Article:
🎉 Announcing Numerade's $26M Series A, led by IDG Capital!Read how Numerade will revolutionize STEM Learning

Like

Report

Numerade Educator

Like

Report

Problem 53 Easy Difficulty

In Example 8.14 (Section $8.5 ),$ Ramon pulls on the rope to give himself a speed of 0.70 $\mathrm{m} / \mathrm{s}$ . What is James's speed?

Answer

$v_{J}=0.47\mathrm{m/s}$

Discussion

You must be signed in to discuss.

Video Transcript

in this question to friends. James and Ramon are playing tug of war. Ramon has a mass off 60 kg and James has a mass off 90 kg. At some point in time, Ramon suddenly pulls the rope and achieves a speed off 0.7 m per second to the left. By the principle of conservation of momentum, we expect that James will also move with some speed to the right. In this question, we have to calculate what is the speed that James achieve. For that, we're going to use the principle of conservation of momentum. That principle tells us that the net momentum is conserved in any kind of situation where no external forces are acting on our system, which is just our case. So applying the principle of conservation of momentum, we have the following the momentum before the pool is equal to the momentum. After the pool. Let me use these reference frame where everything that points the right is positive. Then in this reference frame, we have the following. Before there was no one moving, so the net momentum before is equals to zero after the pool, both off them are moving James with a mass off 90 kg is moving to the right the positive direction off a reference frame with velocity V. At the same time, Ramon, with a mass off 60 kg, is moving to the left with a velocity off 0.7 m per second. It has a negative sign because it points to the negative direction off our reference frame. Now all we have to do is solve this equation for V. We do that as follows. We begin by sending this term toe the left hand side. So we have 60 times 0.7 is equal to 19 times V. Then we send 90 to the other side dividing. So we have V is equals to 60 times 0.7, divided by 90 by Soviets calculation. We get a velocity off approximately 0.47 m per second to the right and this is the answer to this question.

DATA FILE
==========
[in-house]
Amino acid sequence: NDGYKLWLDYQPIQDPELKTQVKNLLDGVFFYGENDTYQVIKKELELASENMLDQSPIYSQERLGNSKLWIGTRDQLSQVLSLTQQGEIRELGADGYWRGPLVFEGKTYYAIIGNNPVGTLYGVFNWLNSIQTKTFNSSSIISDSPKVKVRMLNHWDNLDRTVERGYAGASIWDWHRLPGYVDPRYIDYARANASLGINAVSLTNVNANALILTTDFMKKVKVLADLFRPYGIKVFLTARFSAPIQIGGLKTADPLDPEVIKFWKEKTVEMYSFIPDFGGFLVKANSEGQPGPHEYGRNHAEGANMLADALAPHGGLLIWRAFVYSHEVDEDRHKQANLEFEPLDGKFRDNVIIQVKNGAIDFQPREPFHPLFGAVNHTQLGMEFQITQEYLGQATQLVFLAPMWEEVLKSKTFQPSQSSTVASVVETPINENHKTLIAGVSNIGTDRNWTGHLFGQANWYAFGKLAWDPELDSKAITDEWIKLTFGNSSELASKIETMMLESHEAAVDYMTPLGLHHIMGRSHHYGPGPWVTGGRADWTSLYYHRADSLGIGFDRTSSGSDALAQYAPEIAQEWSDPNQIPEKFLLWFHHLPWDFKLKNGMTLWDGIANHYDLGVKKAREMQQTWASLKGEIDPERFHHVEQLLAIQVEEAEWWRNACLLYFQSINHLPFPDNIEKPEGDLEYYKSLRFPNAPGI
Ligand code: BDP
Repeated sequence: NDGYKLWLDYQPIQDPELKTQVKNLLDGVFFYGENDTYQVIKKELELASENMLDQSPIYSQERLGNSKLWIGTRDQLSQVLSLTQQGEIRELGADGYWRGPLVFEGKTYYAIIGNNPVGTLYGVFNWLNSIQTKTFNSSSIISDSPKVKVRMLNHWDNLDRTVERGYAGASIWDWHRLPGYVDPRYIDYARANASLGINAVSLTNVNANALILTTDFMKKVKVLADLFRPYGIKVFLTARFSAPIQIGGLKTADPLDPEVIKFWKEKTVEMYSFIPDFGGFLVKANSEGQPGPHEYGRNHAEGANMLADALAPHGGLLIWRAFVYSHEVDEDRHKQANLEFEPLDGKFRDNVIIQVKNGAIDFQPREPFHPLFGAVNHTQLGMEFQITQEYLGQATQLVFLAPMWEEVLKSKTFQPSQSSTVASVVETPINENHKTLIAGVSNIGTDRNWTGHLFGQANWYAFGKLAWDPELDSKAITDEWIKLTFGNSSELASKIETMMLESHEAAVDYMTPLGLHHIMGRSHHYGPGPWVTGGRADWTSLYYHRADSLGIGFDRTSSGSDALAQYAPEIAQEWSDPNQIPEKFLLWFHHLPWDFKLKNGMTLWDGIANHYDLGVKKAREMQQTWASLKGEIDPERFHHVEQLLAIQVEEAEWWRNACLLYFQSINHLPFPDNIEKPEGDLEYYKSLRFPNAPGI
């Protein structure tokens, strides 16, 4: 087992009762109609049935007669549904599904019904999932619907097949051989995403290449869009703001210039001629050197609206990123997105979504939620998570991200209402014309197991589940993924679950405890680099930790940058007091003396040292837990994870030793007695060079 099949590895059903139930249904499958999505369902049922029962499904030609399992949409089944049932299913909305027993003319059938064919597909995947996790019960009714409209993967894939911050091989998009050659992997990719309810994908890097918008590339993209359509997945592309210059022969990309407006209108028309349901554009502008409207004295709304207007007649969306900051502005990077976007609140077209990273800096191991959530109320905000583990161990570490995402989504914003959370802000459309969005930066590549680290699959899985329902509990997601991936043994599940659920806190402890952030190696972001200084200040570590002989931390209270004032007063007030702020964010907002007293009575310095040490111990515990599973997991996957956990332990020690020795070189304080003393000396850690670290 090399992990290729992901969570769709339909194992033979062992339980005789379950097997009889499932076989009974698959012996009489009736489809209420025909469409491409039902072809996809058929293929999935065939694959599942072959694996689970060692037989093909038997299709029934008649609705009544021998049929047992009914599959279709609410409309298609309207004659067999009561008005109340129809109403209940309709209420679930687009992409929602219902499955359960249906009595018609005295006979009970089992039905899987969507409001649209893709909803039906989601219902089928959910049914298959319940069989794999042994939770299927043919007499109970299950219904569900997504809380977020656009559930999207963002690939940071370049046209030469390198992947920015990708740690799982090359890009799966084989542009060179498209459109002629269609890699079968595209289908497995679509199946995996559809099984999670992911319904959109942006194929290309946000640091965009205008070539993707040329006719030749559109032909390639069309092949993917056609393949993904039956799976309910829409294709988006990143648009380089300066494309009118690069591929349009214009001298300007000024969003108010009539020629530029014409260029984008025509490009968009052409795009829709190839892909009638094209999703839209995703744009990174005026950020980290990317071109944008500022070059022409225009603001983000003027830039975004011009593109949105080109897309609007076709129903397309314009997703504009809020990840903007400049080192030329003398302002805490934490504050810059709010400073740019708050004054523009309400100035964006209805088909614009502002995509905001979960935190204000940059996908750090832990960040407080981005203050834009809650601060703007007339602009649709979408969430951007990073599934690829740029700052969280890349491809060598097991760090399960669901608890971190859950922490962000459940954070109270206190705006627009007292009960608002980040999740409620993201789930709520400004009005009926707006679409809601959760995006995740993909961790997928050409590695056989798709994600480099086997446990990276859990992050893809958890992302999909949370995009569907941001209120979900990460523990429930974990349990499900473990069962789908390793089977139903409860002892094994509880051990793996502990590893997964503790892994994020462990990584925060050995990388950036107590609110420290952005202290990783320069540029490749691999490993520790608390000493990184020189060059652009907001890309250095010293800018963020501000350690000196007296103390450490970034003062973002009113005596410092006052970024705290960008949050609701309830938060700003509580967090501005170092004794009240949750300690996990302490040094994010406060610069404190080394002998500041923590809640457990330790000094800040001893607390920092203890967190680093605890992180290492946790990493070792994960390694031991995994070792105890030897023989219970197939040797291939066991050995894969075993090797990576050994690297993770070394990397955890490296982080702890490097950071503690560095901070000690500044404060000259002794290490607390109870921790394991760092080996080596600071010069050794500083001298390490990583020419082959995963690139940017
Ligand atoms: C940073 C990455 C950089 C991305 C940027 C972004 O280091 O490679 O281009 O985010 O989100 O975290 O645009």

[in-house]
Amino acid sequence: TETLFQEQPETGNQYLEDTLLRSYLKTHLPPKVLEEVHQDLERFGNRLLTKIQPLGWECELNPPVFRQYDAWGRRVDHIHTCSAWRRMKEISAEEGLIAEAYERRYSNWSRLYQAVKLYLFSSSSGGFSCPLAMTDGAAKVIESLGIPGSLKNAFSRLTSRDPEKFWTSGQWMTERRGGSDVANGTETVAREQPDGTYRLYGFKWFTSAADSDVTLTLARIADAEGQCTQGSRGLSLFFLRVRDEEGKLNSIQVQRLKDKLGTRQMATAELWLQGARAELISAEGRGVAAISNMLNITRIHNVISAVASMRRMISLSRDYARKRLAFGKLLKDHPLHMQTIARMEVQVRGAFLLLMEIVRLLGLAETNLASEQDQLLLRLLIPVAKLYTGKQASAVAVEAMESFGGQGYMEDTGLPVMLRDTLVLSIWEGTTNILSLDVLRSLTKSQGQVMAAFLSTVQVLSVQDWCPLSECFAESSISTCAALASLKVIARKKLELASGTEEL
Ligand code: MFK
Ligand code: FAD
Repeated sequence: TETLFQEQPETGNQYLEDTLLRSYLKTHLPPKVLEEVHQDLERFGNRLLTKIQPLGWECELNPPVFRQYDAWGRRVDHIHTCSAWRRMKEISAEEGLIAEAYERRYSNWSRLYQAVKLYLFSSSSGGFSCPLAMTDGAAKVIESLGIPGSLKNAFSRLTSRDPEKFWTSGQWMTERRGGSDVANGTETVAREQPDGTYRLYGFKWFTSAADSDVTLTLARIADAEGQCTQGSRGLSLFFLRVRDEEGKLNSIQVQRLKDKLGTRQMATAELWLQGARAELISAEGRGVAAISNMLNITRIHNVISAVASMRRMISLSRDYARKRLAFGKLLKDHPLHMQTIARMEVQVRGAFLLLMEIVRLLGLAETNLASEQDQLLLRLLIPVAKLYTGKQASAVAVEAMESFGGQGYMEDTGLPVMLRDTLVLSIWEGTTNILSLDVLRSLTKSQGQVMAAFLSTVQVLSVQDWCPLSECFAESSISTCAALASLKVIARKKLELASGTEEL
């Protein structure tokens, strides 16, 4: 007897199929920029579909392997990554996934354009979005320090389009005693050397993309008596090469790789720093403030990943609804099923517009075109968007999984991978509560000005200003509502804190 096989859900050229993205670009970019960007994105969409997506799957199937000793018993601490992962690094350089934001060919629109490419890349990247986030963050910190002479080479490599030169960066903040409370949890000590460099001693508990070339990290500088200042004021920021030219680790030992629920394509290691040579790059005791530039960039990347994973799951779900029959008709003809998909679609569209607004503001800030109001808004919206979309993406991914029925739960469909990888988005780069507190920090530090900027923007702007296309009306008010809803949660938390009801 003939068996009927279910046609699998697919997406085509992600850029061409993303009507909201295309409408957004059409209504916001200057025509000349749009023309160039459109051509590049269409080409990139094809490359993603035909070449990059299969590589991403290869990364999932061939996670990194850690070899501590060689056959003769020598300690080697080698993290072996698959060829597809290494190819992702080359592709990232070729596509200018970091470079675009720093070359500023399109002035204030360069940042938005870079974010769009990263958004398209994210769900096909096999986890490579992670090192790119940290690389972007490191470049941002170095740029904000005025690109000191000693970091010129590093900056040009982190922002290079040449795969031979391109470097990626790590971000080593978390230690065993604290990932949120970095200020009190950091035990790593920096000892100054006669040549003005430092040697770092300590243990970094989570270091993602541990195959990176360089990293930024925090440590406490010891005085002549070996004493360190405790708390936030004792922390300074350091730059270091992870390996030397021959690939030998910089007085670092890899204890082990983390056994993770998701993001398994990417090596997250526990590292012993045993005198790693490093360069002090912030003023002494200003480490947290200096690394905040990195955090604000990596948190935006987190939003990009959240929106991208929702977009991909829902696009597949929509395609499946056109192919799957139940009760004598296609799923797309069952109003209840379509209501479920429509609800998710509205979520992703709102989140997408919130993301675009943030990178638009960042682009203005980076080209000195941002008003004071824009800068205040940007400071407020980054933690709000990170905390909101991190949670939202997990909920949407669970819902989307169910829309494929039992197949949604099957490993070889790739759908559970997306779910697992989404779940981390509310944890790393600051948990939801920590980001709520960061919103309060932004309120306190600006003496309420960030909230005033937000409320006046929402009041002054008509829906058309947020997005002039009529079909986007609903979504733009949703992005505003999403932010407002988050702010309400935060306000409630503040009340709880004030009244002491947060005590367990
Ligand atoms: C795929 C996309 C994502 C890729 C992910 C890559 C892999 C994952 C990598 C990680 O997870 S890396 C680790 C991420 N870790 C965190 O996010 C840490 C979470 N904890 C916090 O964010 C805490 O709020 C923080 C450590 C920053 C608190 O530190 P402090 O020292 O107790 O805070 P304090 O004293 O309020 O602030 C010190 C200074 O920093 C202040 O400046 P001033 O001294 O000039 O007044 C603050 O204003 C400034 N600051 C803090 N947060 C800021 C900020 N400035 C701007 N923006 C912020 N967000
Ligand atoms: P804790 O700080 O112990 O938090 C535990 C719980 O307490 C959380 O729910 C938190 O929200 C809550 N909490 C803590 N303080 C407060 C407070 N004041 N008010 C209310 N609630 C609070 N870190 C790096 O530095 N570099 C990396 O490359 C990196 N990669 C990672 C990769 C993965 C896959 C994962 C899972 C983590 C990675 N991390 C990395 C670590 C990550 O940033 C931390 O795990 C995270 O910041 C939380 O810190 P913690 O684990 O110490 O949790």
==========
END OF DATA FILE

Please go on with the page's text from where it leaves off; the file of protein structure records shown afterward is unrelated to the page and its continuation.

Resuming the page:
Brazilian Center for Research in Physics
Top Physics 101 Mechanics Educators
Christina K.

Rutgers, The State University of New Jersey

Marshall S.

University of Washington

Zachary M.

Hope College

Meghan M.

McMaster University